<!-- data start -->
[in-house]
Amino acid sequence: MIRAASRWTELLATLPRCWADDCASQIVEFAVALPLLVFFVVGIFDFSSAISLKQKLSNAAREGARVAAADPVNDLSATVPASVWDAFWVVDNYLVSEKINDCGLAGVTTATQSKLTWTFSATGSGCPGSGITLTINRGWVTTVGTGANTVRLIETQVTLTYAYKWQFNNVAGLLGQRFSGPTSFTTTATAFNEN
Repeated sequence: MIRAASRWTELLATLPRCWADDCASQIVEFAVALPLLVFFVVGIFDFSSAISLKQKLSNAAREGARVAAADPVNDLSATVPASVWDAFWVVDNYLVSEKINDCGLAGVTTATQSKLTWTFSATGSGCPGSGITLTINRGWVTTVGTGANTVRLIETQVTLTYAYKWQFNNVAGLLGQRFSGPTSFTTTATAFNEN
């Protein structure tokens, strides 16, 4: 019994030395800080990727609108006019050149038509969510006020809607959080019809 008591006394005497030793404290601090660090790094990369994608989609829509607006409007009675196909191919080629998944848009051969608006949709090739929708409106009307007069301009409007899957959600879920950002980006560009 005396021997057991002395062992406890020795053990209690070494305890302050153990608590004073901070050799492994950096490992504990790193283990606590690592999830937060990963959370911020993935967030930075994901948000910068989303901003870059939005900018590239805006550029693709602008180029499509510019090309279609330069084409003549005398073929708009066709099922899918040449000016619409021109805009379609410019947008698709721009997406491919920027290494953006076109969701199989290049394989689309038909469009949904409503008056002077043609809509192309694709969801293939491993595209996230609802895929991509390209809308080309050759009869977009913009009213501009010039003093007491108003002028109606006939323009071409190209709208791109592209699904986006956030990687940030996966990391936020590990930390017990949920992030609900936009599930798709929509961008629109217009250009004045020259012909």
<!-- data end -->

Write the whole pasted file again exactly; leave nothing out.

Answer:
[in-house]
Amino acid sequence: MIRAASRWTELLATLPRCWADDCASQIVEFAVALPLLVFFVVGIFDFSSAISLKQKLSNAAREGARVAAADPVNDLSATVPASVWDAFWVVDNYLVSEKINDCGLAGVTTATQSKLTWTFSATGSGCPGSGITLTINRGWVTTVGTGANTVRLIETQVTLTYAYKWQFNNVAGLLGQRFSGPTSFTTTATAFNEN
Repeated sequence: MIRAASRWTELLATLPRCWADDCASQIVEFAVALPLLVFFVVGIFDFSSAISLKQKLSNAAREGARVAAADPVNDLSATVPASVWDAFWVVDNYLVSEKINDCGLAGVTTATQSKLTWTFSATGSGCPGSGITLTINRGWVTTVGTGANTVRLIETQVTLTYAYKWQFNNVAGLLGQRFSGPTSFTTTATAFNEN
């Protein structure tokens, strides 16, 4: 019994030395800080990727609108006019050149038509969510006020809607959080019809 008591006394005497030793404290601090660090790094990369994608989609829509607006409007009675196909191919080629998944848009051969608006949709090739929708409106009307007069301009409007899957959600879920950002980006560009 005396021997057991002395062992406890020795053990209690070494305890302050153990608590004073901070050799492994950096490992504990790193283990606590690592999830937060990963959370911020993935967030930075994901948000910068989303901003870059939005900018590239805006550029693709602008180029499509510019090309279609330069084409003549005398073929708009066709099922899918040449000016619409021109805009379609410019947008698709721009997406491919920027290494953006076109969701199989290049394989689309038909469009949904409503008056002077043609809509192309694709969801293939491993595209996230609802895929991509390209809308080309050759009869977009913009009213501009010039003093007491108003002028109606006939323009071409190209709208791109592209699904986006956030990687940030996966990391936020590990930390017990949920992030609900936009599930798709929509961008629109217009250009004045020259012909």